Currently, about 8 million tonnes of waste are dumped into the marine environment each year. This figure is expected to increase further over the coming decades, with serious implications for the marine environment and human health, unless improvements are made in waste management and its prevention.

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What can be done to limit this problem? Do we have solutions to prevent, monitor and cleanse our seas of marine litter? If so, which ones and how many? In fact, there are tens of thousands of solutions, but of these, only a hundred or so have been considered as innovative solutions, other than simple recycling or reduction of waste production, to confront the problem.

It is vital, not just for our species, that we tackle plastics first. It is the most common waste we find in our seas, but there are also other lesser studied materials, such as glass and metal, to name but a few. All these materials make up marine litter. Of these, plastic is the most studied, both at the macroscopic level as well as at the micro and nanoscopic levels. In the first case, it is plastic waste visible to the naked eye that causes direct damage to wildlife, endangering the lives of animals that accidentally ingest it. In the second case, they are small materials with dimensions similar to those of viruses (we speak of microplastics if they are smaller than 5 mm, and nanoplastics between 1 and 100 nanometres), which can be easily ingested by marine organisms, such as zooplankton and fish, cross biological barriers and enter the circulation and even the food chain, reaching humans with consequences that are still unknown today.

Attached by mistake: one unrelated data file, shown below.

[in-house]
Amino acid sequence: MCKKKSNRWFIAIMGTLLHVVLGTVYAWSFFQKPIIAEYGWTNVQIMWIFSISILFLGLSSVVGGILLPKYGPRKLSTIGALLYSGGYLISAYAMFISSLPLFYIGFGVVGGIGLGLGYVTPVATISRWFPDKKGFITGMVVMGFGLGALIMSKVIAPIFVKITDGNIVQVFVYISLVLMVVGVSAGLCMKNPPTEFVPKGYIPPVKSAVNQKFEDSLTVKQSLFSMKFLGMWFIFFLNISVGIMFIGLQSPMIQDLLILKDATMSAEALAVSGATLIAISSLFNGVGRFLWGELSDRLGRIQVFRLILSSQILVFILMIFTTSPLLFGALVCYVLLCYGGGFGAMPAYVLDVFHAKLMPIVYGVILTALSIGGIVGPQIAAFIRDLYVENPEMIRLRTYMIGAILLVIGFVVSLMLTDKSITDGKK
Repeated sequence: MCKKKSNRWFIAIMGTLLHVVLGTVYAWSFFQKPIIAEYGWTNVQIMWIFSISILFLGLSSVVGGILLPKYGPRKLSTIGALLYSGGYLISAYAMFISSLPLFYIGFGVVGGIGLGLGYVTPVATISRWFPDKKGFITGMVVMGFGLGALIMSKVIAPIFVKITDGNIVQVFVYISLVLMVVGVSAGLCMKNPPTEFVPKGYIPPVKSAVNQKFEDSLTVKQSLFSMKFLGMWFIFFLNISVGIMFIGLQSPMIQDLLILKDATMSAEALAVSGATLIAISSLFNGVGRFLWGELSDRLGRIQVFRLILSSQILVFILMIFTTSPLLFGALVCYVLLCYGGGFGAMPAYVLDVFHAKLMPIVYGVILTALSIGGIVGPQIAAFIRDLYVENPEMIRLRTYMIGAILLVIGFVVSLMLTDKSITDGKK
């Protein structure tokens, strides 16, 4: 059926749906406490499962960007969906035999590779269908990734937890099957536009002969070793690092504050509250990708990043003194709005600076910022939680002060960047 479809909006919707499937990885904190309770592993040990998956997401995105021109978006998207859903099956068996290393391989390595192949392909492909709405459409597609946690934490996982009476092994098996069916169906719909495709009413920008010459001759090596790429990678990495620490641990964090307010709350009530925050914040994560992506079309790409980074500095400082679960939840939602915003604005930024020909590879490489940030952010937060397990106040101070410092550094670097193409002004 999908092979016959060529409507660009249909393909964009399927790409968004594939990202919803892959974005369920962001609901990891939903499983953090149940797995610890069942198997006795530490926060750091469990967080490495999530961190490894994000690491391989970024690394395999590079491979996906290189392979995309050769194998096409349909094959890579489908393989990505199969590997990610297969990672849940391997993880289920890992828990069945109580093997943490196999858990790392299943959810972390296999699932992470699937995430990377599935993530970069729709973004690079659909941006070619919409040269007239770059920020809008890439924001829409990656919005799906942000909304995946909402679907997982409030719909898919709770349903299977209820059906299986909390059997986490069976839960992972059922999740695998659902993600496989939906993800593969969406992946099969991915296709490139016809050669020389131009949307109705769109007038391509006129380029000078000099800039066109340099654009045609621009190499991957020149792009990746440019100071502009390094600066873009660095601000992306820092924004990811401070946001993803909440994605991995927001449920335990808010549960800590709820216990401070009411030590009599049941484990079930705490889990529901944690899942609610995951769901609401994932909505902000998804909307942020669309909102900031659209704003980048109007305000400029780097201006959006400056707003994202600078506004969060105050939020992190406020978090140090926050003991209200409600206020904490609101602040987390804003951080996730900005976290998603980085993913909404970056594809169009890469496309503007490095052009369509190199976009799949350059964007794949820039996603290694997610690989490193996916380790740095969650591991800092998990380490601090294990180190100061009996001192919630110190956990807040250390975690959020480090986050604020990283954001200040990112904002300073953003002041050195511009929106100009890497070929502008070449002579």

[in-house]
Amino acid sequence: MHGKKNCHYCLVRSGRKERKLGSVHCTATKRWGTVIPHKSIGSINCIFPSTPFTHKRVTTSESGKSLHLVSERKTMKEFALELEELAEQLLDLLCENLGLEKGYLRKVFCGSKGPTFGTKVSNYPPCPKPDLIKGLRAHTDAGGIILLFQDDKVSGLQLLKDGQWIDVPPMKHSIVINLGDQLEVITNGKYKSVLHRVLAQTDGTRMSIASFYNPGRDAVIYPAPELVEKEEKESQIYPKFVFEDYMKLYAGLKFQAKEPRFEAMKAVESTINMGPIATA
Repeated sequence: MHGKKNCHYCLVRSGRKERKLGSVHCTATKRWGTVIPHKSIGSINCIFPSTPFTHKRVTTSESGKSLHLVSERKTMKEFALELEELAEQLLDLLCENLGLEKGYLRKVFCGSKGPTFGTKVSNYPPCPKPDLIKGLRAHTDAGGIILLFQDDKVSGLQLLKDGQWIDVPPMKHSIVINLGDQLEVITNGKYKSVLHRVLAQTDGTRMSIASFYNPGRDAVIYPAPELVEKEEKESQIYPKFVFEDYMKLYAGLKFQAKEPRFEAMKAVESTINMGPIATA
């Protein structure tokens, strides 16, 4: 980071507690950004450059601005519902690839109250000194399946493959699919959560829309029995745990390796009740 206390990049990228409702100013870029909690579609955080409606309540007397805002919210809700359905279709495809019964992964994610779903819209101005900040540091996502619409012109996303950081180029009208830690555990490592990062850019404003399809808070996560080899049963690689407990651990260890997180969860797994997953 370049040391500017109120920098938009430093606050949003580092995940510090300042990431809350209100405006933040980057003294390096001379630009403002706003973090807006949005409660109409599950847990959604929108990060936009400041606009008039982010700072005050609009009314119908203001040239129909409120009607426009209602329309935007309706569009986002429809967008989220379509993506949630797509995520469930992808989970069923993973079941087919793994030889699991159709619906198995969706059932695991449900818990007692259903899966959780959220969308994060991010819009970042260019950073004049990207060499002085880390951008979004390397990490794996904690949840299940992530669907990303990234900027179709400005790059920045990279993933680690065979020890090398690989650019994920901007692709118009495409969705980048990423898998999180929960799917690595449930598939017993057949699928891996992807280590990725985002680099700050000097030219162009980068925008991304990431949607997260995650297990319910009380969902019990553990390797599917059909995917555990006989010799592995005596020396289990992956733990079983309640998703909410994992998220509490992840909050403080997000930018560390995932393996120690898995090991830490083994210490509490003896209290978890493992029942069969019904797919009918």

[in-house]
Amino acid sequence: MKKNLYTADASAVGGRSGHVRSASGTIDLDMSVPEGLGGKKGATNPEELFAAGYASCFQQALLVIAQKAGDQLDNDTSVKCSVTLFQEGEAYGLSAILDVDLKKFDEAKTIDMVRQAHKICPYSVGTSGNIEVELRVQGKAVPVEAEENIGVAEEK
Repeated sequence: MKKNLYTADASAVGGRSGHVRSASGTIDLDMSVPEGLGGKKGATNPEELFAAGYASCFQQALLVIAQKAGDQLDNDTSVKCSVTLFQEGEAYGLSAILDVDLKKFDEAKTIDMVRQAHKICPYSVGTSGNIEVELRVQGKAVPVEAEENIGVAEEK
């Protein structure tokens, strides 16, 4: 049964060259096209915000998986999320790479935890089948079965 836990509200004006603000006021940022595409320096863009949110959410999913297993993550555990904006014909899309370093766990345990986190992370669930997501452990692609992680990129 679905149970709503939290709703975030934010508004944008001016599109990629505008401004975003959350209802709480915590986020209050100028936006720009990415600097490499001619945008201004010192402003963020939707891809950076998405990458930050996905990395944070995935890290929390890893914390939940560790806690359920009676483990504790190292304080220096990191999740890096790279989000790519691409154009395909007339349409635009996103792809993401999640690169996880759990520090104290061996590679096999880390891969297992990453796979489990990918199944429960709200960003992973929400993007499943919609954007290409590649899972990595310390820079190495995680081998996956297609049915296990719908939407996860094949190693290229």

I have heard about innovative solutions, but what does that mean in practice? These are solutions, including technologies, that have been used for the first time to prevent, monitor and remove waste of various sizes from waters and coastal areas and have proven to be both suitable and effective. These technologies were selected using databases from projects funded by the European Commission (CORDIS, ESA, EMFF), the US National Oceanic and Atmospheric Administration and the UNEP-sponsored Coordinating Body for the Seas of East Asia (COBSEA), scientific papers and crowdfunding platforms.

From the 20,000 results obtained from these databases, 180 were selected as possible solutions, either manual or automated, to prevent litter, including macro- and microplastics, from entering river mouths, to monitor their presence on beaches or in the open sea, and to remove marine litter from coastal areas, the sea surface and the seabed. These solutions include conveyor belts to collect and remove macro-waste floating on the sea surface; drones, GPS trackers and autonomous underwater vehicles to detect areas of widespread marine litter and monitor them over time; floating barriers to prevent the accumulation of litter; and nets, pumps and filters to sample microplastics.

Solutions were selected taking into account several aspects: for example, applicability to the prevention, monitoring and disposal of general or specific marine litter (e.g. plastic, glass) and/or particular size classes (e.g. macro, micro, nano litter); another selection criterion was methodological, technological or engineering innovation.

This would explain why, according to my understanding, out of the tens of thousands of solutions analysed, very few have become a technological reality or are on the market. Most of the solutions have only been demonstrated on a small scale, e.g. in the laboratory, reaching a low level of technological advancement (for specialists the so-called TRL – Technology Readiness Level). We are well aware that many solutions have the potential to prevent, monitor and clean up our seas of waste on a global scale, but that very often they do not go beyond the planning stage due to a lack of funding. The European Union seems to have already recognised this limitation and the new European Framework Programme for Research and Innovation Horizon Europe for the period 2021-2027 differentiates calls according to the level of technological advancement.